Killer Instinct has always been an interesting series. For a fighting game franchise so beloved, it only has three major entries as of this writing, with scant home ports. Way back when I did one of my early Retro Reboot Vs. series, I put the Super Nintendo port of Killer Instinct up against the giant that wa..., and I feel that while the SNES is unable to bring the visual marvel that Killer Instinct was, Rare's fighter offers a little more sizzle to that steak. A few years later, Killer Instinct 2 would make its way to the Nintendo 64, and while it's solid, it's once again held back by technical limitations that doesn't do the arcade version justice.
To be fair, I'm being incredibly picky about that, because it's really only something that hinders the visual presentation. But it's such a loss, Killer Instinct 2's CGI cut sequences are absolutely metal. The Nintendo 64 clearly can't replicate this, so it's once again a spirited effort, but this was that awkward period where the N64 sticking with carts comes back to haunt it. Animation sequences were replaced with static pictures.
It's not that the home port looks awful. A side-by-side still-shot, there's little difference, and like the SNES predecessor, it's respectable and retains a decent bit of detail. The noticeable lack of animation frames becomes very apparent. Instead of using scaling and model distortion, the stages are fully rendered in 3D to try and mimic the illusion, a trick used to boost the visual effect for Donkey Kong Country.
Graphics aside, this updated version of KI2 dubbed Killer Instinct Gold is still a beast of a title, especially on a platform that lacked fighting games behind the PlayStation and Sega Saturn. Many extras, such as faster game modes, blood level adjustments, a Team Battle mode, Training (and ADVANCED TRAINING, fairly revolutionary for its time), and a code to make the boss Gargos playable. This is a fairly meaty offering for a home port and you did get your money's worth.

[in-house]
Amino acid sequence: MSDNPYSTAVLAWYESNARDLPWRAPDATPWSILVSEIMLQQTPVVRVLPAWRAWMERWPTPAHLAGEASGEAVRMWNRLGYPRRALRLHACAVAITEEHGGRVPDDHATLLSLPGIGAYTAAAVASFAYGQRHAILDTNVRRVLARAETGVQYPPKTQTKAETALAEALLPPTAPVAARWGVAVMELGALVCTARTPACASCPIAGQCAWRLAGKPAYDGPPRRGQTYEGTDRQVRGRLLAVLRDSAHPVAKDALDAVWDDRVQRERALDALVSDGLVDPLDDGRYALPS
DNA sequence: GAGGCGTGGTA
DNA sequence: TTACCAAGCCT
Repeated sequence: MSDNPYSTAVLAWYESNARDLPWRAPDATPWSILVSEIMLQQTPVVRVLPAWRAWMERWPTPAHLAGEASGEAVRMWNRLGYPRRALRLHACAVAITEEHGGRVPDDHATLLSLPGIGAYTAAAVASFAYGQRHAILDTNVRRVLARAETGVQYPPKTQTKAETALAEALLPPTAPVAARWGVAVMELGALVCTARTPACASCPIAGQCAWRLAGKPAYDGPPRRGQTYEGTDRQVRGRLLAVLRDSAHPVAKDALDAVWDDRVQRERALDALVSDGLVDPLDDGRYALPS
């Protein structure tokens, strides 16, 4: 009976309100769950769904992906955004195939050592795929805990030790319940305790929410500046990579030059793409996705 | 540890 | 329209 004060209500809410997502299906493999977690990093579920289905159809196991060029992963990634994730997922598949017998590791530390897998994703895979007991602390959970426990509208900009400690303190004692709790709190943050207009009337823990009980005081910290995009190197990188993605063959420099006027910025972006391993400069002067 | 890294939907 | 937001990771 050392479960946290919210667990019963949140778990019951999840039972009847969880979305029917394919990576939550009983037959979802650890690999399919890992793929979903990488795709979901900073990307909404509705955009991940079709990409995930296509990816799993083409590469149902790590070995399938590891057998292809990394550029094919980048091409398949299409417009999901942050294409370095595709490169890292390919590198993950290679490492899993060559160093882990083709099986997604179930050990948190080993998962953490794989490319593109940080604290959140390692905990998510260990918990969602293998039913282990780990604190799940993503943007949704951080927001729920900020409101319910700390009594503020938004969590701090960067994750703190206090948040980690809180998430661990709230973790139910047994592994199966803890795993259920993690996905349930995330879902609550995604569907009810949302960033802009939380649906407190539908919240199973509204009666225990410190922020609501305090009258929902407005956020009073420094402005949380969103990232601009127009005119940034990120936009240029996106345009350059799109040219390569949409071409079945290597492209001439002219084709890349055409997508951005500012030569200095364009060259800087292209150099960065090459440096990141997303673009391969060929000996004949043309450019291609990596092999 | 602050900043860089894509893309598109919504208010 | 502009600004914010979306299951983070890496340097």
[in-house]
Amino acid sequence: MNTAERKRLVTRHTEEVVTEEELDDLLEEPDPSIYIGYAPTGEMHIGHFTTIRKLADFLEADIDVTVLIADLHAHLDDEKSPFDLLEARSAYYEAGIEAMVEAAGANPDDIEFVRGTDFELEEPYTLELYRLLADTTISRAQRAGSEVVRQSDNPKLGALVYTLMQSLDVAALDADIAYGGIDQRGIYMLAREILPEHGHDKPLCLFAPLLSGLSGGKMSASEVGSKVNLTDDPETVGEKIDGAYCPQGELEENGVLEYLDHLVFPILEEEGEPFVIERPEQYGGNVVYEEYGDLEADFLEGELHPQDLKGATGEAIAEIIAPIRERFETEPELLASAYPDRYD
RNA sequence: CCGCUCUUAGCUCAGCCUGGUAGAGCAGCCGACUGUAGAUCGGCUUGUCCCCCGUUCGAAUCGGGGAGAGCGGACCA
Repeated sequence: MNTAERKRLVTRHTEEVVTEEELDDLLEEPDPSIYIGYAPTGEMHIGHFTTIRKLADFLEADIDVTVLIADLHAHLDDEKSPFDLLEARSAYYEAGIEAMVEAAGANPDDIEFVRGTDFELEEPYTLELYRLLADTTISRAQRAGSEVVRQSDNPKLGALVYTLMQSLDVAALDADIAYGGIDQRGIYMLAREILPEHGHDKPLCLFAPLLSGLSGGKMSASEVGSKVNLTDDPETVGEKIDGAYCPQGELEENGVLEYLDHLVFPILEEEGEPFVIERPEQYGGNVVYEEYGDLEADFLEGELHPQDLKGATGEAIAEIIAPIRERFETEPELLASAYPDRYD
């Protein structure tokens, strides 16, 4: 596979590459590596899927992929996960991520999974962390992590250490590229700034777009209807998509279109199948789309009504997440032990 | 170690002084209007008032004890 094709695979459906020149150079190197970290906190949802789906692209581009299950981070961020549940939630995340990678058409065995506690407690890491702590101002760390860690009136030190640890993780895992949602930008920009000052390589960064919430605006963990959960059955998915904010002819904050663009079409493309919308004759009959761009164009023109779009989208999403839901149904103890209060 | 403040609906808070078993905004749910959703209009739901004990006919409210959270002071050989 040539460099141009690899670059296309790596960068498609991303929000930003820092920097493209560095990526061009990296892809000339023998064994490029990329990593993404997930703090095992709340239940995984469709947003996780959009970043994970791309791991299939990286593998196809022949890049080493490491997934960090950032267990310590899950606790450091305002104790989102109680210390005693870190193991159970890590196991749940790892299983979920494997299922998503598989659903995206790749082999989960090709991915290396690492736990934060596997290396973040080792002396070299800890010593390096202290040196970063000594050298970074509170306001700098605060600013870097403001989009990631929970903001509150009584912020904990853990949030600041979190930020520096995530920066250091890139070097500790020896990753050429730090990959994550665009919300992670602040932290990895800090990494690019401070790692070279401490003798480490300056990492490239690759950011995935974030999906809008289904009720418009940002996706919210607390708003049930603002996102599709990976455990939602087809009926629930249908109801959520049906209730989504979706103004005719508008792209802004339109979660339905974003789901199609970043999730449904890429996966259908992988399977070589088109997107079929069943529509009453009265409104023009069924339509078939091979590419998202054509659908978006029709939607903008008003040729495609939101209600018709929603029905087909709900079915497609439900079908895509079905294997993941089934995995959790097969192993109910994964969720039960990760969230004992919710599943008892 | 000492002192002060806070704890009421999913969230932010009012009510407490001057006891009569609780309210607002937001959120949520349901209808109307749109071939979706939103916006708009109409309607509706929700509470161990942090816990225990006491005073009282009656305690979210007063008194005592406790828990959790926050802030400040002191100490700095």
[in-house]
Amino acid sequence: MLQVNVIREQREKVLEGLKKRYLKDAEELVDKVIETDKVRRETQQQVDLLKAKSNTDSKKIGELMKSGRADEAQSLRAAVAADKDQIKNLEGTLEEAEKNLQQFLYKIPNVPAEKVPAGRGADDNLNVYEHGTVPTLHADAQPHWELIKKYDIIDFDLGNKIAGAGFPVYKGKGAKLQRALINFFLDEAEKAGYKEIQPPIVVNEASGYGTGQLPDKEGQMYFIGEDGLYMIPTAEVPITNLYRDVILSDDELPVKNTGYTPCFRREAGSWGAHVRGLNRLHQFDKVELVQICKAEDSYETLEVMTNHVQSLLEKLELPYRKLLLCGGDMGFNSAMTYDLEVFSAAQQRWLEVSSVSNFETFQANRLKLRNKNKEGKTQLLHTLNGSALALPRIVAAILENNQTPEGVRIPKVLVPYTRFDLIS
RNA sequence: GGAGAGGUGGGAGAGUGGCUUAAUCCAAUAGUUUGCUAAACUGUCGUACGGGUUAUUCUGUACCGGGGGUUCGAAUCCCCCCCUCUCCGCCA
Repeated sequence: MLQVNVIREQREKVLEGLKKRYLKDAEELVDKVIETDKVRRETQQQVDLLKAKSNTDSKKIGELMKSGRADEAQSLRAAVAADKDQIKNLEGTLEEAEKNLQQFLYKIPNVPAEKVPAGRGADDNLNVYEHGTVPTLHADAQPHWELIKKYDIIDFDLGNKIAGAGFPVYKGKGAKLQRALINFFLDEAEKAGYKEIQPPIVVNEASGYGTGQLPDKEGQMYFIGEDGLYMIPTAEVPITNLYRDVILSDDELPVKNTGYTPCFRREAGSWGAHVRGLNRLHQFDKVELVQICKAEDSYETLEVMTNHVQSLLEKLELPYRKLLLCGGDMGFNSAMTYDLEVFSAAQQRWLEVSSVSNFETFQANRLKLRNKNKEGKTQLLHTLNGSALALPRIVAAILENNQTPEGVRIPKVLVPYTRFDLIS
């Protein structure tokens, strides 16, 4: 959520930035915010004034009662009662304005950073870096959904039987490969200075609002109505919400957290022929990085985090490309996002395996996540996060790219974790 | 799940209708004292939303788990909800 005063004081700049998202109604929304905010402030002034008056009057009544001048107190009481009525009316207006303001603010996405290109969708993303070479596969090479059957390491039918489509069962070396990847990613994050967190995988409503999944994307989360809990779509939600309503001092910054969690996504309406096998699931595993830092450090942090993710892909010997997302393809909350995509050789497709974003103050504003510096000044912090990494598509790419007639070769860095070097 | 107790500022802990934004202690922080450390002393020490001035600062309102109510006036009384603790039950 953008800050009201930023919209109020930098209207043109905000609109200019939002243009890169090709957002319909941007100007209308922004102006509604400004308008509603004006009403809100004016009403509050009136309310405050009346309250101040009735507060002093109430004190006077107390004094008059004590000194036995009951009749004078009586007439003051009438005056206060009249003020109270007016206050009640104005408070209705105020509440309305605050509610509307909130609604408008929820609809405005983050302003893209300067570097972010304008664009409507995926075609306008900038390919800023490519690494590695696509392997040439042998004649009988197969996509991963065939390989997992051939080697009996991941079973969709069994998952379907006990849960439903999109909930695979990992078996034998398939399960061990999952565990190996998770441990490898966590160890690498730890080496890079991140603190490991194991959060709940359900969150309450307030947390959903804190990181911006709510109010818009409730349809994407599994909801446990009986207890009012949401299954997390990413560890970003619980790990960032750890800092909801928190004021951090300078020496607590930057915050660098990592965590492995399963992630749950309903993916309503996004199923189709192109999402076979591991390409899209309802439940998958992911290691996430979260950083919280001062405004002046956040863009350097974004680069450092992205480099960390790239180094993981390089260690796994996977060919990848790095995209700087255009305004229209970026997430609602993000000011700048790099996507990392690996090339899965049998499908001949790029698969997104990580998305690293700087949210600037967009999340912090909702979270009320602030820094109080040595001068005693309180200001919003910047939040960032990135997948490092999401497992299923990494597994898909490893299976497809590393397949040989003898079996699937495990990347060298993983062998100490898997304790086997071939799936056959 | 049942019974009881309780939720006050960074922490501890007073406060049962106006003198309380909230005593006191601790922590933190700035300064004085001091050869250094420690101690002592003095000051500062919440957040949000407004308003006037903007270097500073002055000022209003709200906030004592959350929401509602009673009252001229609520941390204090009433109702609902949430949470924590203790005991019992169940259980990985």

The gameplay and round structure Killer Instinct is known for returns, no real breaks in between rounds, and the ability to finish off opponents with Ultra combos Fatalities, and Ultimate finishing moves. The latter, NetherRealm Studios would eventually emulate for the modern Mortal Kombat games, getting started with the Brutalities in MK Trilogy.
Killer Instinct Gold follows up on the first game's combo system with bigger hit totals that are easier to access. Juggling feels a little easier, and chaining the special moves to link with normals is fluid. One of the cooler things about Killer Instinct is many special moves take on different properties, or will turn into different move mid-combo, that's always been a nice touch. Some characters like Sabrewulf, without having to charge his moves, feels like a combo machine, Jago is quick, and has some deadly set-ups.
Then there's the new characters. While Cinder, Riptor, and Chief Thunder take a step back, newcomers Maya, Tusk, and Ki Wu join the fray with new fighting styles. They mesh with the returning cast like peaches and cream. With Jago, Orchid, TJ Combo, Glacius, Fulgore, Sabrewulf, and Spinal, this brings the roster count to 10 (11, if you include Gargos), matching the first game's playable character options.
By 1996 standards, it's a reasonable roster size, and since everyone boasts a different style of play, along with Killer Instinct's flashy combos and variables, counter attacks, there's lots of reasons to keep playing. How big can you get an Ultra Combo to go? Can you pull off an Ultimate fatality on your opponent, adding even more insult to injury? Speaking of, Killer Instinct's finishing moves can be performed on an opponent when their life bar is flashing red.
These are reasons by the mid 90's I preferred playing this over Mortal Kombat 3, which was starting to become a little...silly, now that the luster of basing your franchise off gory violence wasn't enough to sustain interest. Even their "dial-a-combo" chains never felt that fun to execute, meanwhile Killer Instinct's Combo Breaker means if you get too repetitive, your chain is getting interrupted. I've heard KI and its combo system described as gimmicky in the past, but it can be played conventional as well. Being a combo whiz is merely a fun way to play it. Adequate defense and solid fundamentals can still get you by.
Killer Instinct Gold may have been a commercial flop (likely due to the rather paltry numbers the Nintendo 64 did, compared to the beast the PS1 was around this time) that put the franchise on ice for nearly 20 years, but its fast-paced combo style, kick-ass music, and stylish characters makes it one of the more fun retro fighters to revisit. It's surprising how well the game has aged, I like to break it out and practice every now and then, as it's still one of my favorite N64 titles.